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Research Article

Inferring Influenza Infection Attack Rate from Seroprevalence Data

  • Joseph T. Wu mail,

    joewu@hku.hk

    Affiliation: Department of Community Medicine and School of Public Health, Li Ka Shing Faculty of Medicine, The University of Hong Kong, Hong Kong Special Administrative Region, People's Republic of China

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  • Kathy Leung,

    Affiliation: Department of Community Medicine and School of Public Health, Li Ka Shing Faculty of Medicine, The University of Hong Kong, Hong Kong Special Administrative Region, People's Republic of China

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  • Ranawaka A. P. M. Perera,

    Affiliation: Centre of Influenza Research and School of Public Health, Li Ka Shing Faculty of Medicine, The University of Hong Kong, Hong Kong Special Administrative Region, People's Republic of China

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  • Daniel K. W. Chu,

    Affiliation: Centre of Influenza Research and School of Public Health, Li Ka Shing Faculty of Medicine, The University of Hong Kong, Hong Kong Special Administrative Region, People's Republic of China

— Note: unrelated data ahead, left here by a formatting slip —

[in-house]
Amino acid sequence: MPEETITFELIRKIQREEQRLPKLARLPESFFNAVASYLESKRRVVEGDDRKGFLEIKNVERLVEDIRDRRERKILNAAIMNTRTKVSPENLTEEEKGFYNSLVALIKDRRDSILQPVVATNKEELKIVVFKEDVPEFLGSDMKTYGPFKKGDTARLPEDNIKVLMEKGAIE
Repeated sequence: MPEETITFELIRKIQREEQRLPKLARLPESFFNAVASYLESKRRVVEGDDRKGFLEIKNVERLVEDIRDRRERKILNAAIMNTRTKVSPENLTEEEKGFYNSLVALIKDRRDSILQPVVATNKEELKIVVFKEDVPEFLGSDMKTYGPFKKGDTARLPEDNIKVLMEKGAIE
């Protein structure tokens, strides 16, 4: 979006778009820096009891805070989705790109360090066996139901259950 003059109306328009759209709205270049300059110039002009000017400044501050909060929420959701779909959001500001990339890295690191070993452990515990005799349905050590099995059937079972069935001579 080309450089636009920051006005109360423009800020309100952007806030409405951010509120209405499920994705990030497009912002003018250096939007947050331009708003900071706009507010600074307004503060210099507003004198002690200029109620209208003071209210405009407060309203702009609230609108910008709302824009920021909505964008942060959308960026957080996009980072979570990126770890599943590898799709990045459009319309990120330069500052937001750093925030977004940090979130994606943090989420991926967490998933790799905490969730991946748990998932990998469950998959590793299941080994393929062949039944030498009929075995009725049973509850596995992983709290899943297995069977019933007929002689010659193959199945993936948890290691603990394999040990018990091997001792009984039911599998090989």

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  • Cheuk Kwong Lee,

    Affiliation: Hong Kong Red Cross Blood Transfusion Service, Hospital Authority, Hong Kong Special Administrative Region, People's Republic of China

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  • Ivan F. N. Hung,

    Affiliation: Department of Medicine, Li Ka Shing Faculty of Medicine, The University of Hong Kong, Hong Kong Special Administrative Region, People's Republic of China

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  • Che Kit Lin,

    Affiliation: Hong Kong Red Cross Blood Transfusion Service, Hospital Authority, Hong Kong Special Administrative Region, People's Republic of China

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  • Su-Vui Lo,

    Affiliations: Hospital Authority, Hong Kong Special Administrative Region, People's Republic of China, Food and Health Bureau, Government of the Hong Kong Special Administrative Region, Hong Kong Special Administrative Region, People's Republic of China

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  • Yu-Lung Lau,